My annoyance of the day in Ruby: inconsistent usage of the inequality operator in the standard library.
The generic inequality operator in Ruby throws an exception when objects of differing types are compared. This, in my opinion, is a good thing. I don't want to accidentally attempt to compare an integer and a class, for instance.
1 < Class # ArgumentError: comparison of Fixnum with Class failed
This makes sense!
Today, I discovered that the inequality operators are overridden for classes and modules to allow for checking inheritance:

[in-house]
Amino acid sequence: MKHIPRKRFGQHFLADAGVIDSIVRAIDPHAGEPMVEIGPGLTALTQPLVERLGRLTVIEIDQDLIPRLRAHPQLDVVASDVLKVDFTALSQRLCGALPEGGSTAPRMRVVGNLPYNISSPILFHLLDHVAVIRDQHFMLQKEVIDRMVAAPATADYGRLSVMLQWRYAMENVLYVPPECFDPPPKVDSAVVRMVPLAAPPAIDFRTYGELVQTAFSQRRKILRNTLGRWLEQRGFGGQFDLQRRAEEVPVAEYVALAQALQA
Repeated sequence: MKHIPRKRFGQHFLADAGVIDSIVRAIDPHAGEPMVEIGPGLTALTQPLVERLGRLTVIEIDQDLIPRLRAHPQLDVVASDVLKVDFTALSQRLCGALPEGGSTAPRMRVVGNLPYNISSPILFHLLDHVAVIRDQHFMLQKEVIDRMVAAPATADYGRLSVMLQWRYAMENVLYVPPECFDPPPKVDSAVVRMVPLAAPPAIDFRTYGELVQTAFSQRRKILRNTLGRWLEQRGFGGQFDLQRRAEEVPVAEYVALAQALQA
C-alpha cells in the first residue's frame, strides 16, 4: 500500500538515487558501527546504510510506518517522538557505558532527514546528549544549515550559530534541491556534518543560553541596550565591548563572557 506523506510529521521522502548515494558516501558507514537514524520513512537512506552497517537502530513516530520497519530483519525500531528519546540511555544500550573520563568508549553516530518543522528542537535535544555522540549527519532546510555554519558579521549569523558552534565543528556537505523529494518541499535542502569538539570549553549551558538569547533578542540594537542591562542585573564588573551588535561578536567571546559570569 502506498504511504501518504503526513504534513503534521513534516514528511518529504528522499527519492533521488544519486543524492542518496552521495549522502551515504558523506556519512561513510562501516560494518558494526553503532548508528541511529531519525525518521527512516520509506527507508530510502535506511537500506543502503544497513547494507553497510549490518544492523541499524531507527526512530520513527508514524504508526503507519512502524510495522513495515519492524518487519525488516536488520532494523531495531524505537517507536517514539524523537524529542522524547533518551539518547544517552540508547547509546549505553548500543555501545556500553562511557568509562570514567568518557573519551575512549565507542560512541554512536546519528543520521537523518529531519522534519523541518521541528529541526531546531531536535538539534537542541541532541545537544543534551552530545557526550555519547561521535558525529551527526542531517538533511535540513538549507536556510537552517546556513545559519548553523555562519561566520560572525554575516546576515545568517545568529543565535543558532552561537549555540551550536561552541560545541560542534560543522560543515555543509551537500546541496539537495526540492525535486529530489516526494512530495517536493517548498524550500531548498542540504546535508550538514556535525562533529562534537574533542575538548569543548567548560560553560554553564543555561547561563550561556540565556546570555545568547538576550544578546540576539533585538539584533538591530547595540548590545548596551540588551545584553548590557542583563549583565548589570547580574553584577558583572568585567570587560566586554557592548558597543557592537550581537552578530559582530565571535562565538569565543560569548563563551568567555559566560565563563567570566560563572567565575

class Foo; end class Bar < Foo; end Bar < Foo # true Foo < Bar # false Foo < Foo # false Foo <= Foo # true
That's fine, I guess. It seems a little odd to consider something that is a subclass to be "less than" its ancestors, but I see the logic in it. Cool. Then I come across this:
1 < Class # ArgumentError: comparison of Fixnum with Class failed Class < 1 # TypeError: compared with non class/module
The overridden inequality operator for class and module comparison raises a different error class for a type mismatch than the generic implementation.